The Yale Summer Cabaret, the artistic home for Yale School of Drama students since 1968, wants you to join their band of sinners…and enjoy every indulgent and decadent moment of the journey. They want you to experience sinful pleasures so much they are dedicating their whole summer to the exploration. The Seven Deadly Sins are your assignment and your homework should be deliciously evil.Catch up first and get a sense of SLOTH, a failure to act or exert yourself, an avoidance of any physical or spiritual work. Unfortunately, you may have missed the Sloth party on May 27 so you will have to exert yourself somewhat to cross it off your dance card of sins. At the season opener, party goers ate, drank and made merry.Run right along before the sin of GLUTTONY escapes your grasp. Open your mouth wide and take a deep breathe to slide down the rabbit hole with Alice in “Alice in Wonderland.” Until Sunday, June 19, Sydney Lemmon’s curiouser and curiouser heroine gives chase to the White Rabbit and has a series of misadventures and mischief with all your favorite Lewis Carroll characters from the March Hare to the Mad Hatter, Humpty Dumpty to the Dormouse, the Caterpillar to the Cheshire Cat. Jesse Rasmussen directs this strongly charming version where Alice, willingly and not so much, gulps and swallows, nibbles and chews her way to an identity crisis of the first order.With co-artistic director Elizabeth Dinkova, the 2016 summer season has been described as being “incredibly alive and so present. We are building an environment that is playful, fun and lots of laughs.” The cast of Alice also includes Marie Botha, Paul Cooper, Ricardo Davila, Patrick Foley and Bronte England-Nelson. Future productions will feature Yagil Eliraz, Emily Reeder, Rebecca Hampe and Steven Lee Johnson, among others.
This version of the classic has been adapted by the Manhattan Project under the direction of Andre Gregory. Rasmussen calls this “a slightly different iteration, one that is elastic and alive. Part of the joy of adaptation is knowing we put our imprint on the text. Even Lewis Carroll appears in several guises to incorporate the author’s voice. The original text is sliced to make room for the talented ensemble to create an original interpretation, to make it their own.”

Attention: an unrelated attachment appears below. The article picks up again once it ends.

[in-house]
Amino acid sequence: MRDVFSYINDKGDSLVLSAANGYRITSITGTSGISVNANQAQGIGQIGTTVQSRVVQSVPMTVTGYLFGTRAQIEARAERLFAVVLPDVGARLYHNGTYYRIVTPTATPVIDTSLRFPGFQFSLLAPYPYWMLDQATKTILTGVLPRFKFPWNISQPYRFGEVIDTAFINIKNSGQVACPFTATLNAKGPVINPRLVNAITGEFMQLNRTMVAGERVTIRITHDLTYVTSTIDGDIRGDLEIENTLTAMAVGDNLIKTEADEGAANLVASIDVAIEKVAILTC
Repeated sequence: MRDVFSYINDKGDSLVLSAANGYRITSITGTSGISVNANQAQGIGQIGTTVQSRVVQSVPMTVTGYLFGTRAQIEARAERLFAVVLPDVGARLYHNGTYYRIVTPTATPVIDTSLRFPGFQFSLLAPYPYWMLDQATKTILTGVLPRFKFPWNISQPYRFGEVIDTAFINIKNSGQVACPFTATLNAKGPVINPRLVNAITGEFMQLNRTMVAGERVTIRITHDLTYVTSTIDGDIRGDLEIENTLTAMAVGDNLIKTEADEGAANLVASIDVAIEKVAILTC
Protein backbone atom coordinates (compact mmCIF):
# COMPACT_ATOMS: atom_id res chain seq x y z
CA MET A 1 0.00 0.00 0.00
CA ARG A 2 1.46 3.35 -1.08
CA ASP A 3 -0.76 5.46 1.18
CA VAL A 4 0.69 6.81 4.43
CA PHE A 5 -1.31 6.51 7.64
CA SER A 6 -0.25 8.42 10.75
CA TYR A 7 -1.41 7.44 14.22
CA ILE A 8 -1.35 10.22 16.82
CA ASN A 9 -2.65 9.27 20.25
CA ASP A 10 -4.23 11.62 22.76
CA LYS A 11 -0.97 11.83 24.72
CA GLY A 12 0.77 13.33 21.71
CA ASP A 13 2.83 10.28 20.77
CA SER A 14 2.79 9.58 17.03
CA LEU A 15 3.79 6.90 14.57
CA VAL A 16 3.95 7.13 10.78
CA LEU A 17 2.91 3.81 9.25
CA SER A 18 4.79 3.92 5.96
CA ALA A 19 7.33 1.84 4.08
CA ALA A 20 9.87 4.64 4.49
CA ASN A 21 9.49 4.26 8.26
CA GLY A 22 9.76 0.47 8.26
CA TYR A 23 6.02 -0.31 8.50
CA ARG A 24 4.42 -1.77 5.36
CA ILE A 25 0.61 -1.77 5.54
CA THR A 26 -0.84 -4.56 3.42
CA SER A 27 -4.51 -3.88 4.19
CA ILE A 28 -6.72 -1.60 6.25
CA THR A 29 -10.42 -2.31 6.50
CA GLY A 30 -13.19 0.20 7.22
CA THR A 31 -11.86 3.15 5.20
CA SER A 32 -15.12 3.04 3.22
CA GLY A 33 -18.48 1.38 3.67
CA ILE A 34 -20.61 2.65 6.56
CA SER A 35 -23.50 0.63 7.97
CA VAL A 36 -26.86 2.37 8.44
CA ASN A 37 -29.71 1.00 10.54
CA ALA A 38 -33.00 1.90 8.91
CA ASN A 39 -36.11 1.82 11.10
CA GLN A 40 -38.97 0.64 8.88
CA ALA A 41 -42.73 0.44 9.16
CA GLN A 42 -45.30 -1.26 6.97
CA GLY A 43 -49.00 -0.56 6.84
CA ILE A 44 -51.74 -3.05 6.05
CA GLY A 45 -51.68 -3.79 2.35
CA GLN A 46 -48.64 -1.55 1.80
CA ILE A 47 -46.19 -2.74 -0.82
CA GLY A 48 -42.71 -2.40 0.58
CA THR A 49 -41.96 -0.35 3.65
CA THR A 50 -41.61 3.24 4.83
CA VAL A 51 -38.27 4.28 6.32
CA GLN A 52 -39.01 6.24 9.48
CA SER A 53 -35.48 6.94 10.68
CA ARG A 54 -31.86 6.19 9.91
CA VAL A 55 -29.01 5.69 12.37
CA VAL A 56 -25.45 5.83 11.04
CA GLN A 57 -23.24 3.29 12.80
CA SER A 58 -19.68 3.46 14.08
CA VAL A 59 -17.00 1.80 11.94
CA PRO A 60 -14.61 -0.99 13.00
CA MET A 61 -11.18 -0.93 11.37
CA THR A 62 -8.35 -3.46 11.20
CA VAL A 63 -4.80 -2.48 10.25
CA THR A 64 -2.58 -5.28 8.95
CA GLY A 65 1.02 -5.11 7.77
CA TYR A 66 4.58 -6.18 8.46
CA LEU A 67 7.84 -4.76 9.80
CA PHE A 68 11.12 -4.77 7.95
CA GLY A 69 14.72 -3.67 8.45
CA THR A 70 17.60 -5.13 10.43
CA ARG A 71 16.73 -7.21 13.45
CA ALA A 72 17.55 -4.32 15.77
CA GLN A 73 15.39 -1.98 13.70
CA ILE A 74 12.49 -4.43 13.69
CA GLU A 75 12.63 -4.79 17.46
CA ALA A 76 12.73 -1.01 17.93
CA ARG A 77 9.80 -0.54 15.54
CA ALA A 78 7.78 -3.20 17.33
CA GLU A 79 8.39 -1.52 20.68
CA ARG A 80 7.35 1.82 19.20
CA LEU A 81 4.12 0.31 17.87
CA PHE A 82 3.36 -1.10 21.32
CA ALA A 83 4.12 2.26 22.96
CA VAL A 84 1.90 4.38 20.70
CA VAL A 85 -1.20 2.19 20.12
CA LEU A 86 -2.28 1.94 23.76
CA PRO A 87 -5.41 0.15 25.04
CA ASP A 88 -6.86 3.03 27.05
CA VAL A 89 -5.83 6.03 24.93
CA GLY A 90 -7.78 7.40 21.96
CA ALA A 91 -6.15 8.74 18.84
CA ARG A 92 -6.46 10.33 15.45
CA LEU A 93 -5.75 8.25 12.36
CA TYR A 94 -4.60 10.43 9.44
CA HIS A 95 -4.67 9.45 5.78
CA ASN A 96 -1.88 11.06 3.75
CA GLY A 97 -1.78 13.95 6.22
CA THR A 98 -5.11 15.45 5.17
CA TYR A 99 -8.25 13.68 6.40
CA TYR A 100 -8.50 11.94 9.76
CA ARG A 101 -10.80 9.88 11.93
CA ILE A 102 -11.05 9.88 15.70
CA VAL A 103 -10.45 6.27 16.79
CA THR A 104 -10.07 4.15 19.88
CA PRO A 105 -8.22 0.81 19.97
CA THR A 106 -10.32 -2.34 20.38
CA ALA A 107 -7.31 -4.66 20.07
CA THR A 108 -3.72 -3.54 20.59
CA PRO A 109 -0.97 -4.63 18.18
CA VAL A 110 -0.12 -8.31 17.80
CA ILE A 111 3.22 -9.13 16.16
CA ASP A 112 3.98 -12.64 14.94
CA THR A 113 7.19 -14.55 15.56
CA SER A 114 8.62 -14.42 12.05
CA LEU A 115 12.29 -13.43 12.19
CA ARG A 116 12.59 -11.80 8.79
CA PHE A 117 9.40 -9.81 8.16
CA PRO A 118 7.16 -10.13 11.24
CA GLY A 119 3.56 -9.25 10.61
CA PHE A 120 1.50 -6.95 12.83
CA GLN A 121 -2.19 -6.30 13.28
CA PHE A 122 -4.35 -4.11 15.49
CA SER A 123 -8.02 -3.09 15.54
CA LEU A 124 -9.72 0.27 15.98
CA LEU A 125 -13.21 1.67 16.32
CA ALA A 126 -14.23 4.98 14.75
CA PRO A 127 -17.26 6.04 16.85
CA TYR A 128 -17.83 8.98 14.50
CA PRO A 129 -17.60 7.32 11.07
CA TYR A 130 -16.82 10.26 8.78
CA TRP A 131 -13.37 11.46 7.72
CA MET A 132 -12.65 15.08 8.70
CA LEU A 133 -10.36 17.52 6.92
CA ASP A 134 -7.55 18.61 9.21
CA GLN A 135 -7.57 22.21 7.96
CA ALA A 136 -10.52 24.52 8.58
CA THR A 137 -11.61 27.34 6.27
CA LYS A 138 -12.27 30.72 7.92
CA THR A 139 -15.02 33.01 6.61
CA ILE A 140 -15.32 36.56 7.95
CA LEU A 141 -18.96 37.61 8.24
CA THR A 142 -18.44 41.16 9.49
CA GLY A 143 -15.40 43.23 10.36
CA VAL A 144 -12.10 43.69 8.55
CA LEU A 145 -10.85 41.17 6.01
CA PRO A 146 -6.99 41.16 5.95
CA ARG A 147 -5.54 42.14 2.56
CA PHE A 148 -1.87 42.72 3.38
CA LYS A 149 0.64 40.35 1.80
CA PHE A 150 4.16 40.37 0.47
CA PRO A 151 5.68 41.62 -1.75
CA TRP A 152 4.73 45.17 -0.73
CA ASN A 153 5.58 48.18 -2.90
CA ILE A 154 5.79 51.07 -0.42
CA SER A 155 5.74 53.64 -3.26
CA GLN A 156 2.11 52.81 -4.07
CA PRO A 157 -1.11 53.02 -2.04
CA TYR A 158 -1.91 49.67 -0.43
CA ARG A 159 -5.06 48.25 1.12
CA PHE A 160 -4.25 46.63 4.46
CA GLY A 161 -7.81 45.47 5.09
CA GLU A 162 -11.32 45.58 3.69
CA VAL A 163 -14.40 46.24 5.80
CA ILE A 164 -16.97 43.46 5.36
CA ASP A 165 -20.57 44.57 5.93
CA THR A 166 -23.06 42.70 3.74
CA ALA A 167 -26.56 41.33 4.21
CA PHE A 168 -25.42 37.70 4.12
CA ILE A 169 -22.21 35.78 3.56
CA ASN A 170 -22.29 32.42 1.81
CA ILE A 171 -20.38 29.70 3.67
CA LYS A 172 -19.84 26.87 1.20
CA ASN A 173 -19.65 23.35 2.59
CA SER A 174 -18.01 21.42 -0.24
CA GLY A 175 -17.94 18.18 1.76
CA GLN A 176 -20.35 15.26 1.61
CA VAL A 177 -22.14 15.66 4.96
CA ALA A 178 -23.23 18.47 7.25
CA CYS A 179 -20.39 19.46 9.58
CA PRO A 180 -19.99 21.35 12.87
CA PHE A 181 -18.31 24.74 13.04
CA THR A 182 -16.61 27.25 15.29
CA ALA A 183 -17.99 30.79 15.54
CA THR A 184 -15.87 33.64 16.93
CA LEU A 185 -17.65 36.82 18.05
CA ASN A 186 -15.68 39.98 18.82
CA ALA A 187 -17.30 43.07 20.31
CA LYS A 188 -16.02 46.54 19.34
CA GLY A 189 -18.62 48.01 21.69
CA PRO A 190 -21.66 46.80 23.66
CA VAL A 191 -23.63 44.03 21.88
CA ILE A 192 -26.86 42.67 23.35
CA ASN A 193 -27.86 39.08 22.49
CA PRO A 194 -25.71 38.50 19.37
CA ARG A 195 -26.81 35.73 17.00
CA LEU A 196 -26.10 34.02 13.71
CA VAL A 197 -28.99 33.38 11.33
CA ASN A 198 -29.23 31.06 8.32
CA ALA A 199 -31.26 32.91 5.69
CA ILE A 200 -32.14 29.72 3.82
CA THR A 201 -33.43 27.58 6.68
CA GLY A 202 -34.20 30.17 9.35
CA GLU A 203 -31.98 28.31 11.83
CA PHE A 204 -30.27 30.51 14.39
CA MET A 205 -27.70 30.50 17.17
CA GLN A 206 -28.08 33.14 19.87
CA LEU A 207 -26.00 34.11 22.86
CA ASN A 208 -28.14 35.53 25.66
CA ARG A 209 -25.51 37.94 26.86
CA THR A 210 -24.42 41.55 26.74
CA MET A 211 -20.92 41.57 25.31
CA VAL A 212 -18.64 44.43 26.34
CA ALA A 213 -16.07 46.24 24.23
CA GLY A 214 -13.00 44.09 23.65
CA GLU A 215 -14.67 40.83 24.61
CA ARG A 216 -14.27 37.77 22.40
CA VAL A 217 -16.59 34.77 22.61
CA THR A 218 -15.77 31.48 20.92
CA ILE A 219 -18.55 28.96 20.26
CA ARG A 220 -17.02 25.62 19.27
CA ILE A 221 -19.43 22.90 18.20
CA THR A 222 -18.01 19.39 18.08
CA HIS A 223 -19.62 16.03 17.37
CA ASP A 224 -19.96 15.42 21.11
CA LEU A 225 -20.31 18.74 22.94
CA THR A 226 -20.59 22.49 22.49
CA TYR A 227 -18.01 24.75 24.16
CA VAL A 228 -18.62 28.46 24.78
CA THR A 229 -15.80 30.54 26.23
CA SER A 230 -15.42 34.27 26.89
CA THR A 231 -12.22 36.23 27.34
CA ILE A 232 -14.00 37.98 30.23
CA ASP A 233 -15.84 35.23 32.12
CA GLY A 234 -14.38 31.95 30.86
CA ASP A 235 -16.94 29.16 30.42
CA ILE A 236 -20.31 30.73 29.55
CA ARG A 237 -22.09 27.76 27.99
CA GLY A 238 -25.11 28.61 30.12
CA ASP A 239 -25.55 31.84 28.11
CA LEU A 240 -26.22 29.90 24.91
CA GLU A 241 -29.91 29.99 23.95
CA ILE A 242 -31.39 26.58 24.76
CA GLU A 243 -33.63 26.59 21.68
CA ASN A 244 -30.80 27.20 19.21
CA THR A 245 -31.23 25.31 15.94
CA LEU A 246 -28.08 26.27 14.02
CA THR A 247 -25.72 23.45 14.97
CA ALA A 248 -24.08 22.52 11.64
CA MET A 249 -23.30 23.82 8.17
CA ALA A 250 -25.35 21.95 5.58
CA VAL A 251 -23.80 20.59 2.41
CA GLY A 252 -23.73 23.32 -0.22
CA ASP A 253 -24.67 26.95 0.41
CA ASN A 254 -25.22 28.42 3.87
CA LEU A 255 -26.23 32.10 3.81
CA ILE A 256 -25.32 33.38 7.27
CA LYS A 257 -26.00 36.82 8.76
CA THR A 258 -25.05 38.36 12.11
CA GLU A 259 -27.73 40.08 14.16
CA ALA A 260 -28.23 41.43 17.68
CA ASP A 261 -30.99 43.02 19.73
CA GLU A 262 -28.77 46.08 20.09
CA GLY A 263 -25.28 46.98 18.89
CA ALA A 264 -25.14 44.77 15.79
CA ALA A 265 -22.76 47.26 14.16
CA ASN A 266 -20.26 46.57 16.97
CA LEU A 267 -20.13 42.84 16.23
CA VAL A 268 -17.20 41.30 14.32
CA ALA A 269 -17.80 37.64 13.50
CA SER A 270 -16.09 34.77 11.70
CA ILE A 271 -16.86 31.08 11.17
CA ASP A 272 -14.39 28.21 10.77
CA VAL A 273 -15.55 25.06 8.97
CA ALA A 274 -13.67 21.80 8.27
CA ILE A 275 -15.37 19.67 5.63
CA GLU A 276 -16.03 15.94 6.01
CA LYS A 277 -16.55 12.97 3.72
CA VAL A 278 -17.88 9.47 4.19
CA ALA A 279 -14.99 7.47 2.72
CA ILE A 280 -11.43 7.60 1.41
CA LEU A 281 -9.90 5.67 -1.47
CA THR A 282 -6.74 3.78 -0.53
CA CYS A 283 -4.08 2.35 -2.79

PRIDE will be explored in a special event, a one night reading of Tori Sampson’s “Cadillac Crew” on Friday, June 24. If you think you are better than others, more worthy and important and exhibit an excessive belief in ourself, you are experiencing vanity or pride. In this intense reading, travel back to the 1960’s in Virginia with women of color, a trio from Yale Rep’s recent Shakespearian offering of “Cymbeline,” including Chalia La Tour, Miriam A. Hyman and Sheria Irving, to explore the Civil Rights Movement as these women find their voices of activism. A talk back with the playwright will follow this dramatic and fresh offering.Next up, to incorporate the sin of GREED, is the debut production of “Antarctica! Which Is To Say Nowhere” by Yale School of Drama student Miranda Rose Hall and directed by Elizabeth Dinkova from Thursday, June 30 to Sunday, July 10. Called a tragic comedy and farce, it takes an unhappy American couple who feel colonizing Antarctica is the answer to their problems and will ultimately save their lives. Dinkova describes it as “Macbeth-like but with lots of talking animals, like penquins. There’s war, climate changes and an extreme grotesque disaster. Terrible things happen but it envelopes music, dance, chaos and fun,” while at the same time it encompasses the sin of desire to possess material wealth and avarice.ENVY: The Concert is slated for Friday, July 15 with Fred Kennedy and Chris Ross-Ewart, with a merry band of deadly sinners, revving up for avenging of a “musical exploration of longing,” that insatiable desire of coveting and desiring possessions that rightly belong to someone else.Elizabeth Dinkova will also put her stamp on WRATH, a sin that will be wrapped up in the North American premiere of “Adam Geist” by Dea Loher, as translated from the German by David Tushingham, from Thursday, July 21 to Saturday, July 30. Anger, rage and hatred and the loss of love in favor of fury are abundant in this tale of a young man “cast out and abandoned by his family who takes an epic journey to try to redeem himself. He keeps making mistakes as he struggles against constraints in contemporary society, experiencing stints with drugs, as a fire fighter, in the Foreign Legion and even religion.”The sin of LUST will be tackled in Sarah Kane’s “Phaedra’s Love,” directed by Jesse Rasmussen, from Thursday, August 4 to Sunday, August 14. Here an inappropriate sexual desire, between a royal mother for her stepson, goes wildly out of control. The Queen seeks pleasures of the flesh that can only lead to disaster. The co-artistic director describes this play as “going darker and darker, deeper and deeper” into the world of temptation, the Circles of Hell where Kane “satirizes the royal family, the monarchy and power in general, ripping open the nature of love.” This black comedy is called “disturbing, guaranteed to shock open veins and be totally exhilarating.”Completing the talented team are Emily Reeder as Producing Director and Sam Linden as General Manager. For tickets ($30, Yale faculty $25, students $15) call the Yale Summer Cabaret, 217 Park Street, New Haven at 203-432-1567 or go online to firstname.lastname@example.org. Flex 4 and 8 passes are also available. Performances are Thursday at 8 pm, Friday at 8 pm, Saturday at 7 pm and 10 pm and Sunday at 8 pm.The co-directors are proud to point out, without slipping into the sin of pride too deeply, that this summer’s season includes a trio of plays written by women and with an international flavor to boot (to boast). Come up to an hour and a half before the performance and enjoy a gourmet meal, courtesy of chef Anna Belcher. Selections from the Eat Me menu include a spicy watermelon gazpacho ($6), mushrooms stuffed with pesto ($7), beef with duchess potatoes ($19) and White Rabbit carrot cake ($6), among others. 45 minutes before showtime, a pre-show will be offered involving music or conversation. The intimate basement space invites a camaraderie,where you share your table with strangers who become new friends. Your waiter this week can be the star of next week’s production. Committing sins has never been more fun.